What advice would you give to someone looking to work in the video gaming industry?
Oh, that's easy! My advice is: make games. It's the best way to get into gaming industry. Develop your skills in your favourite area and look for opportunities. That's pretty much it I guess :)
Where do you think the industry is heading - is VR the future in your opinion?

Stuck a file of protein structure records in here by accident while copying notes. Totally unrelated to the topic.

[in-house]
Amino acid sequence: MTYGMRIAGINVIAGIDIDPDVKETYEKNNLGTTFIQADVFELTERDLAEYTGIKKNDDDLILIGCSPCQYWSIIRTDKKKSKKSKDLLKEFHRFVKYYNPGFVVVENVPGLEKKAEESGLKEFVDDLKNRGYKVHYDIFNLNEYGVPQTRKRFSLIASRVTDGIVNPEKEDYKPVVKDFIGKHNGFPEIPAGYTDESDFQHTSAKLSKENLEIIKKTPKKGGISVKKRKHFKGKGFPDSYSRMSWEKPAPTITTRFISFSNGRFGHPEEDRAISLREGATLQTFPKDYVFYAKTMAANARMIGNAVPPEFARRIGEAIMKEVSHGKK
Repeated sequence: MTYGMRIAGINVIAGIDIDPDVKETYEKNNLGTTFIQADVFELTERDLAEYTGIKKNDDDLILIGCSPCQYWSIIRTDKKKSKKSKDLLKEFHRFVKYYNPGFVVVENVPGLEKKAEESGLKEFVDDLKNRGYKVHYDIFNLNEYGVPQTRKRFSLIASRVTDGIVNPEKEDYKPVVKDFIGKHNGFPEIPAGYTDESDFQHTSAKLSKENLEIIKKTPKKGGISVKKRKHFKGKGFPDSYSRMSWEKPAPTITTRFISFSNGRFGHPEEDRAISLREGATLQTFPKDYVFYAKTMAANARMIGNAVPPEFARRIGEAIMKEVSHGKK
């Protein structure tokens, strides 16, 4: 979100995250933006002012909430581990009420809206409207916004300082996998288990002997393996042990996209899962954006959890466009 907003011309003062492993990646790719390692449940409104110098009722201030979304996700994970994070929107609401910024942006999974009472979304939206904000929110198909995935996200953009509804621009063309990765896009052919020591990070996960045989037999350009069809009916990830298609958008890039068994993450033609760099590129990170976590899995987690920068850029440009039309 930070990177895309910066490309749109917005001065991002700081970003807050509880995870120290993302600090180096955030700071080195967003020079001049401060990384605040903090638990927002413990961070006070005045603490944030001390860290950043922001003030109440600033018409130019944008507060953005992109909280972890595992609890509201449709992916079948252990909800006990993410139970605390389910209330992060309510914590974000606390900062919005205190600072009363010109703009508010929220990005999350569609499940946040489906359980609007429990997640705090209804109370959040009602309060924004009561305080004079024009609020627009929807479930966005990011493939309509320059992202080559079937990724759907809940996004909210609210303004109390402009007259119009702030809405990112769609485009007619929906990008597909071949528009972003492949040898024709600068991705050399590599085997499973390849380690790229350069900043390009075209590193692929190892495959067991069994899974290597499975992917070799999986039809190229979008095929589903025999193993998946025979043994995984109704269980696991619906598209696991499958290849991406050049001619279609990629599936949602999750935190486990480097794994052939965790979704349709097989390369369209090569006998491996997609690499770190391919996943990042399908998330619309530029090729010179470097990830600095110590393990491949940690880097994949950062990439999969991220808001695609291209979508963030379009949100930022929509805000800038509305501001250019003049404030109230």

Definitely VR has been a hot topic for some time, as well as AR and I'm sure they'll remain hot, because a lot of very rich companies have spent billions of dollars to buy and develop the technology - so they'd love to get their money back and earn some more - but I'm not the biggest fan of VR to be honest. From time to time I suffer from motion sickness, the gear separates you from the world around you (which is very frustrating when someone knocks on the door or you have a dog/cat/small child), the visuals are average - compared to modern PC's - there's not enough fluency etc. So, I observe VR with curiosity, but I think that we need to wait for next generation headsets to be sure if that's the direction we'll be taking as the global industry.